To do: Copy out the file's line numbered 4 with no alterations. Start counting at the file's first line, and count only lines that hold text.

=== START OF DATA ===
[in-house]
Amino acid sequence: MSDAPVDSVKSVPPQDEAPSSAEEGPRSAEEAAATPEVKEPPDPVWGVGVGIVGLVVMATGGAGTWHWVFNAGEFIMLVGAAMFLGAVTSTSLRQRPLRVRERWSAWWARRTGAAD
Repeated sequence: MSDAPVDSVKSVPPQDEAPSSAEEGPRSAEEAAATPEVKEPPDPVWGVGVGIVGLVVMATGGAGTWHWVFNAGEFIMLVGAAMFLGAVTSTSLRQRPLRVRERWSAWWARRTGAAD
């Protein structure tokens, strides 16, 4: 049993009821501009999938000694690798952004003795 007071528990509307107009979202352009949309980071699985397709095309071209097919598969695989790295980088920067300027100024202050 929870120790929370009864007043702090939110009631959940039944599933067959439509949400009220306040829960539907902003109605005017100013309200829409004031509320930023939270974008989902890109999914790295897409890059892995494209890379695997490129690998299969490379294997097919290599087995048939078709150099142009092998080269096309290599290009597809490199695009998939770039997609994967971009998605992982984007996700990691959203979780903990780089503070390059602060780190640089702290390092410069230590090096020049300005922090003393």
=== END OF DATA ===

């Protein structure tokens, strides 16, 4: 049993009821501009999938000694690798952004003795 007071528990509307107009979202352009949309980071699985397709095309071209097919598969695989790295980088920067300027100024202050 929870120790929370009864007043702090939110009631959940039944599933067959439509949400009220306040829960539907902003109605005017100013309200829409004031509320930023939270974008989902890109999914790295897409890059892995494209890379695997490129690998299969490379294997097919290599087995048939078709150099142009092998080269096309290599290009597809490199695009998939770039997609994967971009998605992982984007996700990691959203979780903990780089503070390059602060780190640089702290390092410069230590090096020049300005922090003393």